It took about an hour of perseverance to extract the precious tube from its belly and give it one last look before the rover gently dropped it to the ground.
NASA’s Mars Perseverance rover has been searching for signs of ancient microbial life for some time now. In its research, the Mars rover collects various samples, and stores them in airtight titanium tubes. Ultimately, the researchers hope to fill all of the sample tubes they’ve brought back—no less than 42 in all—with interesting samples from Mars. The plan is for the rover to eventually drop some tubes of collected samples onto the surface. And now only Perseverance dropped the first copy in a safe place.
Meanwhile, the Mars rover has taken samples from several locations in Jezero Crater, hoping to reveal more about Mars’ past. Most of these samples are from Martian rocks and one of them is a sample of the atmosphere. By the way, Perseverance has taken duplicate samples from every rock he’s examined so far, just to be on the safe side. And yet, Perseverance carried all of these in his ‘belly’.
The mission team now decided it was time to extract the first abdominal sample and leave it on the ground. This is done with a view to the future Mars sample returntask (see box).
Future Mars Sample Return Mission – Likely Not Launched Until 2028 – It promises to be a historic, but complex mission. During the mission, valuable samples collected by Perseverance will be retrieved and brought to Earth. First of all, Perseverance will take the precious samples to a future lander. The lander will in turn, using a robotic arm, place the samples in a capsule aboard a small rocket. In this way, the monsters are released and delivered to an orbital vehicle, which must finally bring them back to Earth safe and sound. The monsters are expected to reach Earth around 2033. They can then be studied using sophisticated instruments that are too large and complex to be transported to Mars. Not only will scientists hope to learn more about the early evolution of our nearest neighbour, but the samples may also reveal whether Mars was once habitable and harbored life.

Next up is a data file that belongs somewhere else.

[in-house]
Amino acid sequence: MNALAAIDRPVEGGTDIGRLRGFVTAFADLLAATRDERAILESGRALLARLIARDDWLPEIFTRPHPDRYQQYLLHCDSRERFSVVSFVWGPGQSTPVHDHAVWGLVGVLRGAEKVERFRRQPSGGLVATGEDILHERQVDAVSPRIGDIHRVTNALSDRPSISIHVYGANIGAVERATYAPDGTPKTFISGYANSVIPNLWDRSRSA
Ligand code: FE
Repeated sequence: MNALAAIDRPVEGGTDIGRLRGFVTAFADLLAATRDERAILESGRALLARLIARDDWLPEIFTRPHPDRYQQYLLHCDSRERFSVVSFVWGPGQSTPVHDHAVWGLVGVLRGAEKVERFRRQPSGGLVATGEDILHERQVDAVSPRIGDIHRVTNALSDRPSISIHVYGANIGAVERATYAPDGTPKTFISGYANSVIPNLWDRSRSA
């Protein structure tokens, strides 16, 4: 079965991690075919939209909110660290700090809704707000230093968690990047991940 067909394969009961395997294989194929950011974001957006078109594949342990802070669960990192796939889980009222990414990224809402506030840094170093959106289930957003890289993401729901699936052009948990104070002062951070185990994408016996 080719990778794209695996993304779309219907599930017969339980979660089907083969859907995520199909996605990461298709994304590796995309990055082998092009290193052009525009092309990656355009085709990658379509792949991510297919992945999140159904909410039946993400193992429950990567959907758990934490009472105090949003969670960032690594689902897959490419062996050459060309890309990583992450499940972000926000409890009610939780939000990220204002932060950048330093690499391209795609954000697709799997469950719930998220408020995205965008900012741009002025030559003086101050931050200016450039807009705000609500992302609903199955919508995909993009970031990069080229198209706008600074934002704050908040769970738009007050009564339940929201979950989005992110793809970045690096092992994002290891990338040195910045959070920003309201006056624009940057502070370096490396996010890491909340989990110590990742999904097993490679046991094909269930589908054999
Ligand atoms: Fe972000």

Watch the key moments of NASA and the European Space Agency’s Mars Sample Return mission in this short animation. Video: NASA/ESA/JPL-Caltech/GSFC/MSFC
The first sample which Perseverance has now extracted from his stomach is the core of a piece of igneous rock, about the size of a crayon, which he has named Malay. This sample was collected by the rover on January 31, 2022 in an area of Jezero Crater called South Setah.
By the way, the process took some time. It took Perseverance nearly an hour to remove the sealed titanium tube from his abdomen and give him one last look before the rover gently dropped him to the ground. And even then the job is not done. After the mission team was able to confirm the tube was on the ground, WATSON’s camera was called in to ensure the tube didn’t roll over and end up in front of the wheels of Perseverance. But NASA brings good news. Because everything worked out! The first tube, filled with important rocks from Mars, was laid out on the red sand ready to be picked up.
Malay is the first of a total of ten tubes that Perseverance will leave on Earth. Over the next two months, Perseverance will deposit the remainder in roughly the same place, which has been dubbed “Three Forks”. The goal is to build a real “monster depot” here, the first for humanity on another planet. The warehouse represents a historic first step into the future Mars sample return-Assignment.
select or choose
The question remains whether these carefully dropped tubes will be picked up by someone or something at all. In fact, the deposit acts as a backup plan. As mentioned, Perseverance takes a double sample of each rock. The idea is that the robber is over next Mars sample returnThe mission, will take the monsters he carries in his stomach to the lander before launching them to the orbiter. However, if it turns out that the Tenacity, for one reason or another, can’t remove the monsters themselves, the Helicopters will enter the loophole and pick up the spare monsters left behind at Three Forks.
In short, the hope is that the monsters in Three Forks will never be captured. However, it’s a good thing that if something happens to the monsters that Perseverance carries in its stomach, the overall quest won’t completely collapse. Should the worst happen, there are still backup samples scattered on the floor. “Now being able to drop the first sample to Earth is an amazing result for our main mission period, which ends on January 6,” said team member Rick Welch. “We can now close the first chapter of the quest.”
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